How to find Amazon S3 bucket misconfigurations and fix them ASAP
Many of our customers run at least part of their infrastructure in public cloud environments, like Amazon Web Services (AWS), Google Cloud or Microsoft Azure. And while there are plenty of benefits of using the cloud, there are also unique security concerns that organizations need to be aware of. In short, that same security playbook you were using to chase down alerts on your network, laptops and servers isn’t always going to work once you’ve lifted that data into the cloud.
Why? We’ve talked about a few reasons here, but the TL;DR is that your users are the new endpoints.
One of the biggest challenges we see with cloud security is that people are unpredictable and prone to, well … ya know, being human. So we often see security incidents happen that are simply errors made by well-intending employees. While they mean well, these errors can (and do) inadvertently put their organization at risk.
One of the most common errors that’s been popping up in the news and which we’ve started to see here at Expel is when users accidentally make Amazon S3 buckets public.
What’s Amazon S3, why do these breaches happen and how can you protect your own org from making this mistake? We’re laying out all the details for you below.
What is Amazon S3?
Amazon S3 (“S3” stands for “Simple Storage Service,” BTW) buckets are basically the equivalent of hard drives in the sky. They can be used to store images, videos, websites, backups, new application builds or really anything you want. You can even host a website using Amazon S3, and store all the elements on said website in a bucket.
When you create a new Amazon S3 bucket, you’ve got to set a bunch of configurations and settings. You can also adjust the access permissions policies for the bucket and all the data contained in it (more info on all of that right here). S3 buckets don’t allow public access by default, so if a bucket becomes public, it means a user made a change somewhere along the way.
The potential for exposing data through public S3 buckets will always be a risk (even if it’s unintended), but there are a couple steps you can take to quickly identify public-facing S3 buckets and reduce your risk of an incident. Understanding a few details about S3 buckets — along with some red flags to look out for when users inevitably make them public — can go a long way towards keeping your org safe.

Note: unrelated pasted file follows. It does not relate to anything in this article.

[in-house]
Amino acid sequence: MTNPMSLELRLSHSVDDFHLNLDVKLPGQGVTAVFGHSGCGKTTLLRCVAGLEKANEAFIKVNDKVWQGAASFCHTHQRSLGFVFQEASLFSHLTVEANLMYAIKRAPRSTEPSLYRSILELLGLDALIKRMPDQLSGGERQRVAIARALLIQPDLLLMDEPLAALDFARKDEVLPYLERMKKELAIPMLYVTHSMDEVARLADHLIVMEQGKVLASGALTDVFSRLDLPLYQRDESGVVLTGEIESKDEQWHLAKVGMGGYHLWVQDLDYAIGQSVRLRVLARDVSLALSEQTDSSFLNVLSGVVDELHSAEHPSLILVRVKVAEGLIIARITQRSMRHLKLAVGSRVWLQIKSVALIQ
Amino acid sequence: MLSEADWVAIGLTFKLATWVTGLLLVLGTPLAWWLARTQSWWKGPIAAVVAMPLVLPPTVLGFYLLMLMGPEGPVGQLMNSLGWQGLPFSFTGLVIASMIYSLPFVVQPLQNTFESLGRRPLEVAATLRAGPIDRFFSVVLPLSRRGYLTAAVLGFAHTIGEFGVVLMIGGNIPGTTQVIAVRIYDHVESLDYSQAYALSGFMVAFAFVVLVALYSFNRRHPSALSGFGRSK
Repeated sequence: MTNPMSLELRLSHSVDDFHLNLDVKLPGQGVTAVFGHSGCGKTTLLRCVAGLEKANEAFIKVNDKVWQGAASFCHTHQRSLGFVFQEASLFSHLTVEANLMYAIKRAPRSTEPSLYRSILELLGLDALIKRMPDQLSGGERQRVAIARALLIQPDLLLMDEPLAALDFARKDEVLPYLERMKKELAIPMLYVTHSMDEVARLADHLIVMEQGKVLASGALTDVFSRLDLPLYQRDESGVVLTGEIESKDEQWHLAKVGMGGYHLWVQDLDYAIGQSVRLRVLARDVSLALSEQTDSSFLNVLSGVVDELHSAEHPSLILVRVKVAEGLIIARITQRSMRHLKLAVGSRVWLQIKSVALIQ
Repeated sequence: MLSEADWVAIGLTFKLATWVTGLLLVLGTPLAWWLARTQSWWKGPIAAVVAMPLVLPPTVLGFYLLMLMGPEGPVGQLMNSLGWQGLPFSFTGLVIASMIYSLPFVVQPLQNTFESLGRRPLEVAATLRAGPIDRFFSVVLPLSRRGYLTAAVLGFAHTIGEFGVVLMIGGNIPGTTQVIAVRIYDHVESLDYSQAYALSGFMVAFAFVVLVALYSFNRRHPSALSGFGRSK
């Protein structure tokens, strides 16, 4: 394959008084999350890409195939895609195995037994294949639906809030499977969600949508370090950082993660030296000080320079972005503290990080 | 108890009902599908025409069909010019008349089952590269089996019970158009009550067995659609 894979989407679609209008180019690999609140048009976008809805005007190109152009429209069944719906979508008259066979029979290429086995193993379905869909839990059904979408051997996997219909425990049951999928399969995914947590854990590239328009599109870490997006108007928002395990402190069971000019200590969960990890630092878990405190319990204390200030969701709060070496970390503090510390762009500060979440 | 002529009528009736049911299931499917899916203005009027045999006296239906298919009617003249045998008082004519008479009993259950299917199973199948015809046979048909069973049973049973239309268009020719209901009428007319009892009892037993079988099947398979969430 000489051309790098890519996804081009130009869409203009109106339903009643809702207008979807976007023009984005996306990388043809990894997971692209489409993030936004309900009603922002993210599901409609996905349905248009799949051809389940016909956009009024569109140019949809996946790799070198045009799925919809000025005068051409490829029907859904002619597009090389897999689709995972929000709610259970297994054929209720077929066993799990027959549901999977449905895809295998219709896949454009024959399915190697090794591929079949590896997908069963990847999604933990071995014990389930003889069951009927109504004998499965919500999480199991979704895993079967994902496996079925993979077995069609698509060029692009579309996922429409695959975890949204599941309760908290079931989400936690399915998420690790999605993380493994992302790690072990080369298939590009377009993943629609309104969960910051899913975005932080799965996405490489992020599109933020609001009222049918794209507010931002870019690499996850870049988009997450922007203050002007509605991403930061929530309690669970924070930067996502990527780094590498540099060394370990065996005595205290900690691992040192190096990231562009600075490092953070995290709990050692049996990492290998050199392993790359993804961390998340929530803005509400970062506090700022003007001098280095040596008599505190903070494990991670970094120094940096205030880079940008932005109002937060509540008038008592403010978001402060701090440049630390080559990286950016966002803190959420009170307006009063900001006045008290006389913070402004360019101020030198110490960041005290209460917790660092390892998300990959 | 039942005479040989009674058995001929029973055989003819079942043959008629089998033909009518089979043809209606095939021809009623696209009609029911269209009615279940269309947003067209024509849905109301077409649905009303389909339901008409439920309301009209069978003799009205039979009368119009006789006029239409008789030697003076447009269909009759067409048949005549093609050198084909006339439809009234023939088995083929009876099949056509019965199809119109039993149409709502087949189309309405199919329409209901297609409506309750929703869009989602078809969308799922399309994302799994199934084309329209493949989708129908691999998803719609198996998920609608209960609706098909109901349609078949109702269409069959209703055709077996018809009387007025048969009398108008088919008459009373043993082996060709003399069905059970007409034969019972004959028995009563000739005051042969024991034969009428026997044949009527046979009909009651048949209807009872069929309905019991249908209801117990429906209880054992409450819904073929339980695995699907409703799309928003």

Why do Amazon S3 buckets often wind up public?
The short answer? Confusing naming and well-meaning users.
Let’s tackle the tricky naming convention first. S3 buckets become public when any permissions are granted to the predefined groups “AuthenticatedUsers” or “AllUsers.” The “AuthenticatedUsers” group represents all AWS accounts, meaning anyone with an AWS account can access that S3 bucket. The “AllUsers” group consists of anyone in the world — and ya can’t get much more public than that.
It’s easy to see how this can cause confusion — especially if you’re new to cloud. Developers and IT admins have grown up in an (on premise) world where groups with “users” in the name are limited to only the employees in their organization. So when Joe over in IT accidentally gives “AllUsers” access to the company directory and unwittingly exposes it to anyone with an internet connection, it doesn’t mean he’s a dummy.
Well-meaning users is another common way that data stored in S3 buckets becomes public. For example, think about an engineer who’s trying to test something and assigns a bucket to “AuthenticatedUsers” so her new teammate can get quick access to it … but then forgets to change the settings back. Or perhaps a team member was testing different permissions but they were never reverted. Or maybe the bucket was never configured properly in the first place.
You get the idea. There are lots of ways that S3 buckets can become public.
How to detect, investigate and respond to Amazon S3 alerts